How is student scientific work organised and is it of any practical value?

Grigori Reznichenko ::: Young people in the USSR. Answers to questions

To the second half of the question the answer is a definite "Yes". But that is not the main point.

When in 1950 student scientific societies were set up in 200 Soviet colleges and universities, only a small number of students~and those the most gifted- took part in their work. Today almost one out of three are involved. In many colleges scientific re­search is becoming a part of the required pro­gramme for every student.

To achieve good results in this new programme, the colleges must have the necessary resources.

Take the case of the Petroleum Engineering Col­lege in Ufa, the capital of the Bashkir autonomous republic. Some years ago it established two student scientific centres. Two things made this possible. First, the staff included 30 lecturers holding Doctor of Science degrees and more than 300 with Candi­date of Science degrees. Second, the college is af­filiated with a number of large, well-equipped scien­tific research institutes. In the new building for the oil-mining department of the college, for instance, there is a real drilling rig. Computer facilities are also available to the students.

And so the college is able to carry out research for industry. Research contracts for one year run into as much as five million roubles. This covers about the same amount of work as done by a big scientific-research institute.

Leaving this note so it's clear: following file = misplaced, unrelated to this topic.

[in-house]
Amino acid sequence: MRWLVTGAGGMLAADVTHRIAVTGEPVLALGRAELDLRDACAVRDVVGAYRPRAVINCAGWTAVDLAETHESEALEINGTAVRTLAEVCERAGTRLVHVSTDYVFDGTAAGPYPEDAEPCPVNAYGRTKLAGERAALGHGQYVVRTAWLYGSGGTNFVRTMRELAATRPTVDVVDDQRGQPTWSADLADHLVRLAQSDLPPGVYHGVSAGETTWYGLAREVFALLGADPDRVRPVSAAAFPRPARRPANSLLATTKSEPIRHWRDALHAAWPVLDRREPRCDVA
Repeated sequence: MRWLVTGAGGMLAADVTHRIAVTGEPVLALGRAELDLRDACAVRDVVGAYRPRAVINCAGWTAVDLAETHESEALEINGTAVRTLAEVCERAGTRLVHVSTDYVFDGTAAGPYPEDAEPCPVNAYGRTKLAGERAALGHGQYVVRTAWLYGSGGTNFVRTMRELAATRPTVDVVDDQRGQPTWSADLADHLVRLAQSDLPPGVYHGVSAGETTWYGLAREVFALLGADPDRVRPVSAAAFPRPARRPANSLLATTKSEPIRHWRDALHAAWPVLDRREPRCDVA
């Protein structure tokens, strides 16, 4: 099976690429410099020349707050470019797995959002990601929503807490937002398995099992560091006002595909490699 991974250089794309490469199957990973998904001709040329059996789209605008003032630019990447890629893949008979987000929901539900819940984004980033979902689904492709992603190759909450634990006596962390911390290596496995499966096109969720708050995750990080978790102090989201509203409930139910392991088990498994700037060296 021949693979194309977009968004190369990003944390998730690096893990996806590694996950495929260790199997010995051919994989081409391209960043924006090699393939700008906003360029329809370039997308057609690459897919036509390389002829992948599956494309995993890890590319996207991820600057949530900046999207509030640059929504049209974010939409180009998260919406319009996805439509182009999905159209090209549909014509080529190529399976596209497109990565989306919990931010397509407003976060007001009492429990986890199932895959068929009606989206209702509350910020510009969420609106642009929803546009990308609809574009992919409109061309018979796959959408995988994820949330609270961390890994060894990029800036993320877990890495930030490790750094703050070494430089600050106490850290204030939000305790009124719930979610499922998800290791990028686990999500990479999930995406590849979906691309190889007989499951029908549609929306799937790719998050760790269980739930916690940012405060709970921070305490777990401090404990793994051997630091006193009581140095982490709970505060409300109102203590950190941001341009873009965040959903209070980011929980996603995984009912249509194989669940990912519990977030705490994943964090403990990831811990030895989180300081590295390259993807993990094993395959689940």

The student design office at the Moscow Aviation Institute has developed equipment using direct-cur­rent motors that have none of the usual contacts. They have a v/ide field of application. They are used, for instance, in medicine to set artificial hearts in motion.

If in the past it was college students from such cities as Moscow, Leningrad, Rostov, and Tomsk who were known for their research work, today they are facing some stiff competition from students in other towns. The Tula Polytechnical College, for instance, now has 43 student design and research bodies. In just one year they won four medals and nine diplomas at national contests, and published about 200 scientific papers. That is a fairly typical example.

Most important of all-more important than the inventions and the economic effect-is the fact that students acquire experience in scientific work, in tackling some of the most important problems in science and technology.